Jeremy Irons added another Emmy nomination to his collection this year for his performance as Adrian Veidt in HBO’s “Watchmen.” The legendary actor, who has previously won three Emmys, has mostly appeared on stage or film over the past decade, with “Watchmen” being his first regular TV role since “The Borgias” ended in 2013.
So what was special about “Watchmen” to bring him back to the small screen? Showrunner Damon Lindelof. “When you find somebody who really wants to tell a story, who is so enthused about how one could continue such an iconic graphic novel as “Watchmen,” and make it relevant, I found this very attractive,” says Irons, in an exclusive Gold Derby interview during “Watchmen’s” original airing on HBO.
Irons admits that while there used to be a perception about television being of lower quality than film, times have changed. “My feeling was one puts as much effort into a television film as a feature film, but half the population are probably watching the football on the other side. So I think, ‘Well, that’s a bit of a wasted effort,'” explains Irons. “That problem has gone away now because we can stream stuff, we can watch programs on catchup and how lucky we are to be able to do that and what it does is elevate television into almost being film.”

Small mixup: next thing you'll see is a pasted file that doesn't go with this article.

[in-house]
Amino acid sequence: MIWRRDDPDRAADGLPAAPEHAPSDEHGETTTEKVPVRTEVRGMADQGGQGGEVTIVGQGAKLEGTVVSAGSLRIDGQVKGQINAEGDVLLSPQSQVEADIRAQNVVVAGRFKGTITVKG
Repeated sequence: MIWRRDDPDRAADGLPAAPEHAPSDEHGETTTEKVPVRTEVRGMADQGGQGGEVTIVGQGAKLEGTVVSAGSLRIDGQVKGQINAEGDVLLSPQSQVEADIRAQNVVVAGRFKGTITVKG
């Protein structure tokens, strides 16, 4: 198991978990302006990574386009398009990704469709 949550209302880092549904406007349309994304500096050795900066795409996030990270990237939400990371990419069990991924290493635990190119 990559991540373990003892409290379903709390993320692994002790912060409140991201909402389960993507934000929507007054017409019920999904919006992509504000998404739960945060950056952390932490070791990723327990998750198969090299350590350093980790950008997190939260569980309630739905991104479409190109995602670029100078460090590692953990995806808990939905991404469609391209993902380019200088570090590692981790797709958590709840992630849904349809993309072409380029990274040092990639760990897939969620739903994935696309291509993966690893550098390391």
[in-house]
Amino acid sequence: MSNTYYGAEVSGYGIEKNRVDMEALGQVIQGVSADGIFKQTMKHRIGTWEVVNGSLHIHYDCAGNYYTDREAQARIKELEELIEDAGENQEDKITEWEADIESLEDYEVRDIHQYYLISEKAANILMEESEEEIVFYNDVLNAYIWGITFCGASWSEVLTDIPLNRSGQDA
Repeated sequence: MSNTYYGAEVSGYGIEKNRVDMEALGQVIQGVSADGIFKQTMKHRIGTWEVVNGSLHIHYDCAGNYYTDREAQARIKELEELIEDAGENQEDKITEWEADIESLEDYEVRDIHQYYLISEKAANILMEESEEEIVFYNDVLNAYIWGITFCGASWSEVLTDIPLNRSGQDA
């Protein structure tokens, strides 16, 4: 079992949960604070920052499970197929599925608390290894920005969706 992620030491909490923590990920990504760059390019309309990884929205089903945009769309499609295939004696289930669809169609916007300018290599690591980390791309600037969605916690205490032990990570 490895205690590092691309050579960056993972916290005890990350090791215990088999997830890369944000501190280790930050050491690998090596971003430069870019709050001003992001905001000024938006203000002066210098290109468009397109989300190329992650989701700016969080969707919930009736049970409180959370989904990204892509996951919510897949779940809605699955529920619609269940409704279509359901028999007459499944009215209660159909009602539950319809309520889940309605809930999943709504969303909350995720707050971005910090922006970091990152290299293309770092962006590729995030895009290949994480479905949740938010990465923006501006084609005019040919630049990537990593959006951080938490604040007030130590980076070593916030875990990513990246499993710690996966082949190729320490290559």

Part of the pull for Irons was the enigmatic nature of Adrian Veidt. The character is in the graphic novel from which the series takes its inspiration, where Adrian transported a giant creature to New York as a way of getting all the warring nations of the world to come together to face a common enemy. As he is introduced in the HBO series, he is decades removed and isolated in a mansion on a picturesque hillside, looking for a way out. The character is far removed from the main action of the story, which mostly takes place in Tulsa, Oklahoma. “The audience is left wondering a great deal through my story,” notes Irons. “As it continues and then finally when I got the final episodes and I saw how it came together, I was full of admiration.” He chose to be like Adrian in not knowing what was happening in the main story, only reading his parts of the scripts. “I remained in Adrian’s mindset, obviously wondering what was going on but not knowing and wanting what he wanted in living the life he led,” he recalls. “I found that route to be interesting, to be bizarre, to be comic in some ways and I loved all that.”
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